• One USB cable
  • One silver metallic lens cap
  • One plastic clip attaching tool
  • Two metal strap clips
  • Two protective covers
  • One shoulder strap
  • Two owner’s manuals (English and Spanish)
  • One silver Fujifilm mirrorless X-30 camera

Below are several pictures of the unboxing.

Box containing the Fujifilm X-30 and its accessories. Photo by ©Omar Upegui R.
A close-up view of the mirrorless Fujifilm X-30. Notice the Fujinon aspherical lens: Super EBC f=7.1-28.4mm 1:2.0-2.8 fixed optical telephoto IS lens. Photo by ©Omar Upegui R.

I’ve noticed that many pundits and camera consumers have criticized the size of the Fuji X-30 sensor.  They claim the size is too small to produce high-quality pictures.  At least the sensor should be a one inch sensor to make it more attractive and to compete to similar mirrorless cameras.  For your ready reference, below are the sizes of the commonly used sensor by camera’s manufacturers:

  • A full-frame digital SLR sensor:  36 x 24 mm
  • APS-C sensor:  23.6 x 15.6 mm
  • Micro four thirds:  17.3 x 13 mm
  • One inch sensor:  13.2 x 8.8 mm
  • Two-Thirds sensor:  8.8 x 6.6 mm
  • 1/1.7 inch sensor:  7.6 x 5.7 mm
  • 1/2.3 inch sensor:  5.76 x 4.29 mm

The X-30 camera uses a 12 MP 2/3-inch X-TransTM CMOS II sensor with no Optical Low Pass Filter.  Perhaps the image quality produced by the Fuji X-30 sensor is competitive with larger one-inch sensors except for those who need very large prints or other large reproduction formats.  Of course large sensor are very important to the pixel peepers.  Not for me.

Snapshot of the Fujifilm X-30 with its original metallic lens cap. The device has an optical image stabilization which is a great feature to capture handhold images. Photo by ©Omar Upegui R.

The dimensions of the camera is 4.7 x 2.4 x 2.8 inches; 14.9 ounces.  Battery performance has also been improved, with the X30 capable of shooting approximately 470 photos on one charge thanks to a capacity about 1.8 times greater than that of earlier models and a new, energy-saving design.

Snapshot of the Fuji X-30 accessories previously listed in this blog post. Photo by ©Omar Upegui R.
Snapshot of a plastic lens cap, a Fuji lens hood and a Fuji UV filter to protect the camera’s telephoto lens. These items were bought separately. Photo by ©Omar Upegui R.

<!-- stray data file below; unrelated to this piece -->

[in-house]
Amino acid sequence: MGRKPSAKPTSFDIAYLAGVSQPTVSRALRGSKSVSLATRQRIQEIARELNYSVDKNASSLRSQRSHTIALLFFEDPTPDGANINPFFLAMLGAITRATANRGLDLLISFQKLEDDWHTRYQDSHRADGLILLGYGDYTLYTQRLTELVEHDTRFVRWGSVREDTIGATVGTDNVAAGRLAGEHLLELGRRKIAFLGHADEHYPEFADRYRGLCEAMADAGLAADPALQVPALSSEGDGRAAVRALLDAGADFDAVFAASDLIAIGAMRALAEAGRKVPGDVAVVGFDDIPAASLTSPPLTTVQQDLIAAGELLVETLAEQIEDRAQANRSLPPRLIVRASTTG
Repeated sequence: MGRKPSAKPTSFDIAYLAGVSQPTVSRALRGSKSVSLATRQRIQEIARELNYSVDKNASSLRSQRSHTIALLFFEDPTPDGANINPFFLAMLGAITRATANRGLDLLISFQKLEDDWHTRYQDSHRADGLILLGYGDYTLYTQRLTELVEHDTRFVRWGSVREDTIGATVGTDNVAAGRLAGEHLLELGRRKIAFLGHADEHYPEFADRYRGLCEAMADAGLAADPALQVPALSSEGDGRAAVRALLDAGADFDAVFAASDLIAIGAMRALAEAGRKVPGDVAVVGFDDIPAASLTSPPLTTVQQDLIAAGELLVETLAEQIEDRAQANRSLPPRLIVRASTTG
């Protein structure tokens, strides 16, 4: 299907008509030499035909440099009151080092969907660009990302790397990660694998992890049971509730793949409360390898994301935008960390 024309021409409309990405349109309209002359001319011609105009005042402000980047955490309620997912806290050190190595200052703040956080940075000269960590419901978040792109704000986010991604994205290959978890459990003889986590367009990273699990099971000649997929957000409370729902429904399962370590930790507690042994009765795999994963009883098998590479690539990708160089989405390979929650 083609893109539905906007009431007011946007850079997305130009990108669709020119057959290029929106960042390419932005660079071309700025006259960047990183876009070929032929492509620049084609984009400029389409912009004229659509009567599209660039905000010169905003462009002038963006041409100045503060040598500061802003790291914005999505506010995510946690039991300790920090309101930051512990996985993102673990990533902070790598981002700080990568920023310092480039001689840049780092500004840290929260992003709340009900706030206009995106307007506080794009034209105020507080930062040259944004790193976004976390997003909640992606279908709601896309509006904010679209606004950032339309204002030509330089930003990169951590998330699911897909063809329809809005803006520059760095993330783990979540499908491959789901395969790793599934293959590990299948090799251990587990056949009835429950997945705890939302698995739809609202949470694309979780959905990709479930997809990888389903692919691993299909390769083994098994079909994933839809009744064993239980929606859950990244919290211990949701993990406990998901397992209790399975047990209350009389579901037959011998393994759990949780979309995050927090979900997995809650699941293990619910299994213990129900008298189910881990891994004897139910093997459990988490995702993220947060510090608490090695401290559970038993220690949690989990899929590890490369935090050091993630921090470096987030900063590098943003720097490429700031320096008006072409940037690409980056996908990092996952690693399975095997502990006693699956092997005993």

Snapshot of the X30 owner’s manual (basic operations). Photo by ©Omar Upegui R.
Snapshot of the Fuji x30 owner’s manual written in the Spanish language. Photo by ©Omar Upegui R.

Even as we speak the camera has been set up and the battery was charged for almost four hours.  The hood and protective filter have been installed.  The strap has been placed as well as the language, date, and Panama time set up.  I’m reading the manuals to get familiarized with the tool before I go out on a shooting spree.

I’m fired up with the Film Simulation feature, specially the new Fuji classical chrome setting.  The Fuji X-30 improved Film Simulation settings will allow you to create brilliant images without the need for lengthy post-production; you can switch between beautiful styles just as easily as choosing a roll of film. The expanded range of modes now includes Classic Chrome that was developed to meet the requests of Fujifilm X-Photographers worldwide.

Before I close this post would like to thank Joe and DesleyJane for all their help and support in selecting my mirrorless camera.  You know who you are.

For the moment that’s it folks.  Now I’ve joined the X-Shooters Club after a prolonged wait of over two years saving enough money to buy this puppy.  Good Day.


11 thoughts on “Tiptoeing Into Mirrorless Territory”

    1. Morning Joe:

      The device feels great in ones hand. Should be taking my first pictures sometime next week. So far everything is exactly as it’s written in the manuals.

      Thank you for your comment,


    2. I know how the Exposure Compensation Dial works because I’ve used it with my P&S Canon PowerShot A720 IS camera. The Q Menu and Front Command Ring is new territory. Will concentrate on these two subjects as you are suggesting.

      I’m also interested in learning how to use the Film Simulation modes. I understand they are outstanding in producing awesome colors.

      I’m so excited, I’m jumping out of my skin.



    1. Morning Barbara,

      A UV filter is an “Ultra Violet” filter used to separate out ultra violet rays from the sun and sharpen up your shots. It also protects the camera’s lens from accidental scratches when shooting out in the field. It’s very convenient to protect your lens with these filters.

      Like a school boy, I’m stuyding the manuals before I jump into the pool.



  1. Hi Linda,

    The more I get into photography, the more complex it gets. Instead of making things easier, manufacturers are concentrated in making their products almost impenetrable. Reading a manual is like going back to college.

    It really takes a lot of willpower to understand how to operate a 21st century gadget. Cameras are no exception, so a steep learning curve it is.